UNITED STATES OF AMERICA, Plaintiff-Appellee, v. DEMETRIUS BAIN, Defendant-Appellant.
Demetrius Bain appeals his 420-month total sentence for two counts of carjacking and one count of brandishing a firearm in furtherance of a crime of violence.* Bain argues that his total sentence is unreasonable because it does not promote the mandated goal of avoiding disparate sentences for similarly situated defendants, as required by 18 U.S.C. § 3553(a). He also argues that his total sentence is unreasonable because the court relied on factors that were already taken into consideration by the Sentencing Guidelines.
Review in this kind of case is deferential. We review the reasonableness of a sentence for abuse of discretion. Gall v. United States, 552 U.S. 38, 41, 128 S. Ct. 586, 591, 169 L. Ed. 2d 445 (2007). We first ensure that the district court made no significant procedural error, then examine whether the sentence is substantively reasonable in the light of the totality of the circumstances. Id. at 51, 128 S. Ct. at 591. The party challenging the sentence bears the burden to show that the sentence is unreasonable in the light of the record and of the § 3553(a) factors. United States v. Tome, 611 F.3d 1371, 1378 (11th Cir. 2010). Arguments raised for the first time in a party's reply brief are waived. See United States v. Britt, 437 F.3d 1103, 1104 (11th Cir. 2006).
Abuse of discretion might be shown when the district court “(1) fails to afford consideration to relevant factors that were due significant weight, (2) gives significant weight to an improper or irrelevant factor, or (3) commits a clear error of judgment in considering the proper factors.” United States v. Osorio-Moreno, 814 F.3d 1282, 1287 (11th Cir. 2016). The weight given to any specific § 3553(a) factor, however, is left to the district court's sound discretion. United States v. Clay, 483 F.3d 739, 743 (11th Cir. 2007).
Attaching “great weight to one factor over others” is not by itself an abuse of discretion. See United States v. Overstreet, 713 F.3d 627, 638 (11th Cir. 2013). Disparity between sentences imposed on codefendants is generally no appropriate basis for relief on appeal. United States v. Regueiro, 240 F.3d 1321, 1325-26 (11th Cir. 2001). We will vacate the sentence only if “left with the definite and firm conviction that the district court committed a clear error of judgment ․ by arriving at a sentence that lies outside the range of reasonable sentences dictated by the facts of the case.” Osorio-Moreno, 814 F.3d at 1287.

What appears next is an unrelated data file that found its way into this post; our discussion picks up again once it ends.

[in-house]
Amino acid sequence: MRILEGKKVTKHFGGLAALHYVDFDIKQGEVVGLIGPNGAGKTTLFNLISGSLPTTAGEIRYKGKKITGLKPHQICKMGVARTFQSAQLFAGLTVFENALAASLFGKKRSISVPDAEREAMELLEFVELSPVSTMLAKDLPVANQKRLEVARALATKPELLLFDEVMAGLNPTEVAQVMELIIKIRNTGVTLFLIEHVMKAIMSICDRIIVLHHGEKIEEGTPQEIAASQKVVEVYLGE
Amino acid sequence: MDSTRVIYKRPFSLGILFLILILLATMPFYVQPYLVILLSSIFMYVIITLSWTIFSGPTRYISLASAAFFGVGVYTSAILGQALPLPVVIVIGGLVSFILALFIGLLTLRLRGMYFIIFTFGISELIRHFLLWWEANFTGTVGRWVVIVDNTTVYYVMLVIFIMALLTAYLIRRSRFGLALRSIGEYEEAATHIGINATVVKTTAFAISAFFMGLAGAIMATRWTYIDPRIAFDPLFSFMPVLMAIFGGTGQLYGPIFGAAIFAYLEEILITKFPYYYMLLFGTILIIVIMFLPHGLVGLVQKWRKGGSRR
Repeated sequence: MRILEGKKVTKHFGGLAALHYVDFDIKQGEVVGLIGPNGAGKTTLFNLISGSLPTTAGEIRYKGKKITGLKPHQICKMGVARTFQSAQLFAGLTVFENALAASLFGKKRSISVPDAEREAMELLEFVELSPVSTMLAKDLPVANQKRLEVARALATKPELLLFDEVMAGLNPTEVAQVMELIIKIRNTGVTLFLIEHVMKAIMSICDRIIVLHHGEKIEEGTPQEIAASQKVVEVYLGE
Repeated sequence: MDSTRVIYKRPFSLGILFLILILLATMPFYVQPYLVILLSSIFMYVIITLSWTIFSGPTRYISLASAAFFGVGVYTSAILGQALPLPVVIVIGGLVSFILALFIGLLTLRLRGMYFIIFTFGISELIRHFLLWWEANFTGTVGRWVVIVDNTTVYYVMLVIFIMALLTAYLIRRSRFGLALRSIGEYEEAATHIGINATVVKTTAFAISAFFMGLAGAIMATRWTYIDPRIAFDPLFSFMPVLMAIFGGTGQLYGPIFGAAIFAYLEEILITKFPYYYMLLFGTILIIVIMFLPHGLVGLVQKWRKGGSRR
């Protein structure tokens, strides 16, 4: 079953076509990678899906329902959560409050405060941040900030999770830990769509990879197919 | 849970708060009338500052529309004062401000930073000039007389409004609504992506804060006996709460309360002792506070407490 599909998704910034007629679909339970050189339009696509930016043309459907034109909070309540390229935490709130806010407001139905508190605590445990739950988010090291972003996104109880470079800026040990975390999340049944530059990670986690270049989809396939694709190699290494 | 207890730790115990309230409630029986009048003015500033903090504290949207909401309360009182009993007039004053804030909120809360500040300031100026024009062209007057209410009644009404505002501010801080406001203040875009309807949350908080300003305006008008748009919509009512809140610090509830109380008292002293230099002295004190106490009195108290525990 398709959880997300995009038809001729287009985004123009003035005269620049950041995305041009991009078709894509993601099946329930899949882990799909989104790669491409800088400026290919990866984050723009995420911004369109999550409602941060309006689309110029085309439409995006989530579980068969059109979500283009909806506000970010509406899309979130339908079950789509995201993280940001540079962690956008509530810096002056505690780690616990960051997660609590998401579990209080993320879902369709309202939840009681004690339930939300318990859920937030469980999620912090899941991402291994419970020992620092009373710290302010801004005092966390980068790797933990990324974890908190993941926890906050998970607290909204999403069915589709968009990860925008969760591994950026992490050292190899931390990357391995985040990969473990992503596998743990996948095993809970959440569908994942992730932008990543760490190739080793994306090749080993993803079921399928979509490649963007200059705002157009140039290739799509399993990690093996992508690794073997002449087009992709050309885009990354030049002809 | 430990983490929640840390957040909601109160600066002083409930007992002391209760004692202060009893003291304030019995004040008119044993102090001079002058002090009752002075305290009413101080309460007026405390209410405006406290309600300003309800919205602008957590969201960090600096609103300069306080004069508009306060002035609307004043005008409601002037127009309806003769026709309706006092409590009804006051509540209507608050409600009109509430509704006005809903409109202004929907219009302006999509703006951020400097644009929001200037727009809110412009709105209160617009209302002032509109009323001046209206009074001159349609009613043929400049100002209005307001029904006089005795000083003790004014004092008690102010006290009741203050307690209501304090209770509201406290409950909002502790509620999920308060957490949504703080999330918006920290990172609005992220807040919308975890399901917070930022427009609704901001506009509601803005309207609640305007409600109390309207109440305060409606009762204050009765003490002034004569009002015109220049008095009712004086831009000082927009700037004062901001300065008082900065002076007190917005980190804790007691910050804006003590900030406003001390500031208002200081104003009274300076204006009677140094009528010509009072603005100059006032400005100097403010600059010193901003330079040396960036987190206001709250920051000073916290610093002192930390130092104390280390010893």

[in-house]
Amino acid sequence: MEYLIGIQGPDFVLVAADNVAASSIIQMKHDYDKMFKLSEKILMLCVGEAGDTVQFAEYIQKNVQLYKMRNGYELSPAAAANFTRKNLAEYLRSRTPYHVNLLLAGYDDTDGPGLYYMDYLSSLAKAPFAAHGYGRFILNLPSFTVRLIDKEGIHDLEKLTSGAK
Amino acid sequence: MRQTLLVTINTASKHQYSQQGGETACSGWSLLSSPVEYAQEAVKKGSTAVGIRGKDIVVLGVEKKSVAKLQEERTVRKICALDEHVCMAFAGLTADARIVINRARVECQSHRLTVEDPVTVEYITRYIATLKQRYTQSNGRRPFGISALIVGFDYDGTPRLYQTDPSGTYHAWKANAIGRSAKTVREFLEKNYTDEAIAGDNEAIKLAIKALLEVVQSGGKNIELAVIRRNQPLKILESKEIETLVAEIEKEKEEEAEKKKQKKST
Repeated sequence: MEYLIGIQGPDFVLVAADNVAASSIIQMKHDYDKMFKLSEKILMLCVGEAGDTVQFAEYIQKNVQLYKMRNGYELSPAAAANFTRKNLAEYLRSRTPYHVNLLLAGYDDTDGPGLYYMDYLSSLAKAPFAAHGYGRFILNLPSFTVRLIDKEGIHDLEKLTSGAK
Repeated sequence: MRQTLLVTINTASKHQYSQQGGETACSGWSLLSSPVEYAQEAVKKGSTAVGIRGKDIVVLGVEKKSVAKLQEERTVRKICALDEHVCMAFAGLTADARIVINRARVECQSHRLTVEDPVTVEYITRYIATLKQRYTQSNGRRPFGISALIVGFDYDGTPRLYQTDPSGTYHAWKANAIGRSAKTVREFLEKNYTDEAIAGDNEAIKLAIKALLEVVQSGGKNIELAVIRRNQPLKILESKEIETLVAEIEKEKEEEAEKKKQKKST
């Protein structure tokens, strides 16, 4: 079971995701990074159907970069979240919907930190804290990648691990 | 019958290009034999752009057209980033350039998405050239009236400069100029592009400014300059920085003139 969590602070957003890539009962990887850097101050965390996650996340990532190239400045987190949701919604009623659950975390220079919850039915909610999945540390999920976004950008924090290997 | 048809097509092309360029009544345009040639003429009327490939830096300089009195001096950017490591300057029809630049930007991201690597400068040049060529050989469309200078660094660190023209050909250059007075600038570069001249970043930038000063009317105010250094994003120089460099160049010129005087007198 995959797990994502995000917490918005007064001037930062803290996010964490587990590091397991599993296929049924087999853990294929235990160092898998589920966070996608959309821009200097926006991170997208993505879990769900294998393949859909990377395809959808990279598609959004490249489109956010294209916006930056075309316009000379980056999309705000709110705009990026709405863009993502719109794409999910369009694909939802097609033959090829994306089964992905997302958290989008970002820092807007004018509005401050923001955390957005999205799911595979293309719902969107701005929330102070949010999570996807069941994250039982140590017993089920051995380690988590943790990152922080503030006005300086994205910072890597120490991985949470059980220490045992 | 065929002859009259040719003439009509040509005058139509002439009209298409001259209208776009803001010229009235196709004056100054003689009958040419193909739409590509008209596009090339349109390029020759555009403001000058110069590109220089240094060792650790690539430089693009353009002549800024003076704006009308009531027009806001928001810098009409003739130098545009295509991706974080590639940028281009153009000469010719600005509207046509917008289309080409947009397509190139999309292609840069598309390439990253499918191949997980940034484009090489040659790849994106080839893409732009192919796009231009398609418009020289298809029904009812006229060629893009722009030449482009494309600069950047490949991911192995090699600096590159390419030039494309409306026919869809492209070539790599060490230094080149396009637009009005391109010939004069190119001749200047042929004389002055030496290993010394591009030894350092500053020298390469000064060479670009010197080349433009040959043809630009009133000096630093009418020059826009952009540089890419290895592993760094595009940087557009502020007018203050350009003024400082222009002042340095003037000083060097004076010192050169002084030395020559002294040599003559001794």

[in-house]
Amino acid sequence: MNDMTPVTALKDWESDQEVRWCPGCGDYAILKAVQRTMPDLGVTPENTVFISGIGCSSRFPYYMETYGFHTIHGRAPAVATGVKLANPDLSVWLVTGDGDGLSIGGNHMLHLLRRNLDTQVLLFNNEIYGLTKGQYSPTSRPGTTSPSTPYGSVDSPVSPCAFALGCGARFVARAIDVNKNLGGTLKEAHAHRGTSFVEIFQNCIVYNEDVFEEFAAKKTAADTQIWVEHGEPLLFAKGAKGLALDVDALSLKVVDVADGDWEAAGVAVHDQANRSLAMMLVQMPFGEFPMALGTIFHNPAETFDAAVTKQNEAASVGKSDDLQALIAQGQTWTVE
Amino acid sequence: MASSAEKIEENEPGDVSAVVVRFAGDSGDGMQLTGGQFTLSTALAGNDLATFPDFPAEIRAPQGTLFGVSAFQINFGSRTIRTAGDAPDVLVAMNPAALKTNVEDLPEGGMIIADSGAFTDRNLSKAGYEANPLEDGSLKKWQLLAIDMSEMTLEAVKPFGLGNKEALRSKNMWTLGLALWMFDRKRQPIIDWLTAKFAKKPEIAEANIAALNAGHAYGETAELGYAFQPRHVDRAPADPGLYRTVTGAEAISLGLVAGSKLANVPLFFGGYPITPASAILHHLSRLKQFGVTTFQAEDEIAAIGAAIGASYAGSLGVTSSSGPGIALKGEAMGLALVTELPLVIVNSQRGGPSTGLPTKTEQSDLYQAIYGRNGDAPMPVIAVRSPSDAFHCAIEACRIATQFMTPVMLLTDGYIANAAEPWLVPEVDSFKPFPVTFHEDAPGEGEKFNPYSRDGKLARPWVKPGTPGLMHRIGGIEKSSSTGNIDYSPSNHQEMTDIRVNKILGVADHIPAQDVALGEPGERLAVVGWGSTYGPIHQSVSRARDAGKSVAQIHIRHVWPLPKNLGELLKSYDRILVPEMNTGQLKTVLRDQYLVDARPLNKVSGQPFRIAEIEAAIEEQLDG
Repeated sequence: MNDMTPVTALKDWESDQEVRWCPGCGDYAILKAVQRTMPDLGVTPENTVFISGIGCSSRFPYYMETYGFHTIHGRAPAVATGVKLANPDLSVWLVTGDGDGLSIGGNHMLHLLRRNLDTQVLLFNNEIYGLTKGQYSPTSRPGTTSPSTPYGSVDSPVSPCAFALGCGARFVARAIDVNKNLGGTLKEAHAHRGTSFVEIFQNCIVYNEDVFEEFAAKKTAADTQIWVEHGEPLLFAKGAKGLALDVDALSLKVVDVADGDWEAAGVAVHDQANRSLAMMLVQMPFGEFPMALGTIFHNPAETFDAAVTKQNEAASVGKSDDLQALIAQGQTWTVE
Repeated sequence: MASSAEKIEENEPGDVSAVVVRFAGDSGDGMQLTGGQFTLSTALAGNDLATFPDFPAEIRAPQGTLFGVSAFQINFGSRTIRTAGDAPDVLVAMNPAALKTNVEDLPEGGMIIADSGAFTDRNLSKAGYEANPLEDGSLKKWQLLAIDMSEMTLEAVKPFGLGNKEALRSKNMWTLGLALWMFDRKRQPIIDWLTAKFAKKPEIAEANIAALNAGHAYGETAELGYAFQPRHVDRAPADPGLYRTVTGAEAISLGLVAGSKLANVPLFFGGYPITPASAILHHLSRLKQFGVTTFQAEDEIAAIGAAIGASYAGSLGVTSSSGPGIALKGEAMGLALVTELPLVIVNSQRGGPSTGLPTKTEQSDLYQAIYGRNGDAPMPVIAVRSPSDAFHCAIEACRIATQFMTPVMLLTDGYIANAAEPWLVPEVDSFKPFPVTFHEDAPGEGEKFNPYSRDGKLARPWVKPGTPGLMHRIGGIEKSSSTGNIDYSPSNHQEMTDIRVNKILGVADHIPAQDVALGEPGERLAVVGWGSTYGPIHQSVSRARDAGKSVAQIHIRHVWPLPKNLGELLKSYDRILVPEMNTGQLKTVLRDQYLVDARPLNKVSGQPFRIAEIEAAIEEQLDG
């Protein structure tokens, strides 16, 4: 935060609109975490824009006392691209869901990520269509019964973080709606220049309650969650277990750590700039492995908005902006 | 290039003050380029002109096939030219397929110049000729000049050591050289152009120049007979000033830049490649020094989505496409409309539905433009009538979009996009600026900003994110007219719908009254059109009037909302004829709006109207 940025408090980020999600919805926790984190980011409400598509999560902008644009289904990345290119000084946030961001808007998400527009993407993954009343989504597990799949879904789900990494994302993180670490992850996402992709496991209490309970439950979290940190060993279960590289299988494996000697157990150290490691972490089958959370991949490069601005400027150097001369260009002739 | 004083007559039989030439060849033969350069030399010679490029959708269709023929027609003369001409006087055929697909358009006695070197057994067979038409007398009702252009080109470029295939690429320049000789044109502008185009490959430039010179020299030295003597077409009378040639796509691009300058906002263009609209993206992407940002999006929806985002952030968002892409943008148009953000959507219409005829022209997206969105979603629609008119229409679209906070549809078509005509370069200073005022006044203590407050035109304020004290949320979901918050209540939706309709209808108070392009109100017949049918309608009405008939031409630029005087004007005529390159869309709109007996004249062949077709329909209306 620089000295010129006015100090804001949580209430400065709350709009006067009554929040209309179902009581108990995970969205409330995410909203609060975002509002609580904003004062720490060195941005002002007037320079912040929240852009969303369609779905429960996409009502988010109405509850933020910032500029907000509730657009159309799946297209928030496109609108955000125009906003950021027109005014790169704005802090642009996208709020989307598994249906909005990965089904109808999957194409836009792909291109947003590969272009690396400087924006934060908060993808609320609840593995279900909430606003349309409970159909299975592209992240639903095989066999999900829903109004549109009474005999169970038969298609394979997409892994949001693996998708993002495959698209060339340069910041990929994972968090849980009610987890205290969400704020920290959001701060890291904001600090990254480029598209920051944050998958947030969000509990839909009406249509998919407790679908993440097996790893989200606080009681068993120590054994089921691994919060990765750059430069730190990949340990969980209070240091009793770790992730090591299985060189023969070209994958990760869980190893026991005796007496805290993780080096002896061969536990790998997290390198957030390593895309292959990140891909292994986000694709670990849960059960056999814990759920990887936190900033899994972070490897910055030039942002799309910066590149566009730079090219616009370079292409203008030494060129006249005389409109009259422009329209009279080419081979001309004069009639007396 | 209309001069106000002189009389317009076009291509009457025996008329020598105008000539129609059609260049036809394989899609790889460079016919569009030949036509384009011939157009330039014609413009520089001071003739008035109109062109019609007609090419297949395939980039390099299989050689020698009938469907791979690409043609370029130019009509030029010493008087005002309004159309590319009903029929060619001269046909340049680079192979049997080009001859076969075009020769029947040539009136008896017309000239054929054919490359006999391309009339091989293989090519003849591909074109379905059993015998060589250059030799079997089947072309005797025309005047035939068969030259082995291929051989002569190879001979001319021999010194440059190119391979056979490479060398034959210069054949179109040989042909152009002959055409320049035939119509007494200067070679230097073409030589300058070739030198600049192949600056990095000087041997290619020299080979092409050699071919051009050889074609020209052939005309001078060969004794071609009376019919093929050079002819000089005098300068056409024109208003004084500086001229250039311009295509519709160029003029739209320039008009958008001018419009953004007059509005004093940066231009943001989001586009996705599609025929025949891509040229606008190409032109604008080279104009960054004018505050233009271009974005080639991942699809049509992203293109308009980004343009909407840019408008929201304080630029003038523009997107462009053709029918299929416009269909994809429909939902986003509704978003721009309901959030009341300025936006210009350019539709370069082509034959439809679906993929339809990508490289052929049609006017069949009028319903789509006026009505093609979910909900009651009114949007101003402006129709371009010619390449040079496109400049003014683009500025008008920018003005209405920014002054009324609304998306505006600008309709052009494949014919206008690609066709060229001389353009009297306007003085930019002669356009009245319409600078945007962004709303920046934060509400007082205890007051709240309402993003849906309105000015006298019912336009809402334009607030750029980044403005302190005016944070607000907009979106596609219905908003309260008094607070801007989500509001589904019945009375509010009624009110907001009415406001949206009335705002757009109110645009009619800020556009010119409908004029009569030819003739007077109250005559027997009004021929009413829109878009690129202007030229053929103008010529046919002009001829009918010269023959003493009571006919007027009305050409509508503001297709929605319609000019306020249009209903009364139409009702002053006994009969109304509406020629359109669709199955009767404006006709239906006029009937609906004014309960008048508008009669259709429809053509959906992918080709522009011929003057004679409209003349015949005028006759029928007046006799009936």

“Double counting a factor during sentencing is permitted if the Sentencing Commission․ intended that result and each guideline section in question concerns conceptually separate notions relating to sentencing.” United States v. Dudley, 463 F.3d 1221, 1227 (11th Cir. 2006) (quotation omitted). “Impermissible double counting occurs only when one part of the Guidelines is applied to increase a defendant's punishment on account of a kind of harm that has already been fully accounted for by application of another part of the Guidelines.” Id. at 1226-27. Apart from the advisory guidelines, the § 3553(a) factors are mandatory statutory considerations; the court is to contemplate the factors in ensuring that “a sentence [is] sufficient, but not greater than necessary, to comply with the purposes” of sentencing. See 18 U.S.C. § 3553(a). While some of the factors are reflected in the guidelines, they are -- in this § 3553(a) context -- still distinct from the guidelines and may be used to tailor the sentence. See 18 U.S.C. § 3553(a)(2); United States v. Booker, 543 U.S. 220, 245, 125 S. Ct. 738, 757, 160 L. Ed. 2d 621 (2005). This approach is not impermissible double counting.
Upon review of the record and consideration of the parties' briefs, we affirm.
Bain's 420-month total sentence is reasonable. First, Bain waived his argument that the government failed to follow the appropriate procedure in exceeding the guideline range; he improperly raised that argument for the first time in his reply brief. See Britt, 437 F.3d at 1104.
Second, Bain's disparity argument fails because disparity alone is no appropriate basis for appeal. See Regueiro, 240 F.3d at 1325-26. Even if disparity alone were an appropriate basis for relief, the record from Bain's sentencing hearing shows clearly that the court considered the disparity issue, but attached greater weight to the seriousness of Bain's offenses and criminal history. The court acted within its discretion when it applied different weight to different § 3553(a) factors, and Bain has therefore failed to establish unreasonableness on this basis. See Overstreet, 713 F.3d at 638; see also Clay, 483 F.3d at 743.
Third, the court did not engage in impermissible double counting when it relied on factors already considered by the sentencing guidelines, which are advisory only. The court determined that the facts underlying Bain's convictions were “terrifying,” “horrible,” and “traumatic,” and that his criminal history was “extensive.” Although the nature of Bain's crimes and his criminal history were considered in calculating his advisory guideline range, these circumstances are conceptually separate from applying the § 3553(a) factors. See 18 U.S.C. 3553(a). The court concluded that the recommendation in the PSI was insufficient to reflect the seriousness of the defendant's conduct; the court was permitted to use the § 3553(a) factors to tailor the ultimate total sentence. See Booker, 543 U.S. at 245, 125 S. Ct. at 757. The decision to rely on factors already, to some degree, considered in the PSI was therefore not unlawful or unreasonable, because the court is permitted to sentence beyond the Guidelines in its discretion when the sentence is reasonable. Accordingly, we affirm the total sentence as reasonable.
FOOTNOTE. We choose not to rely on the debatable appeal waiver in this case.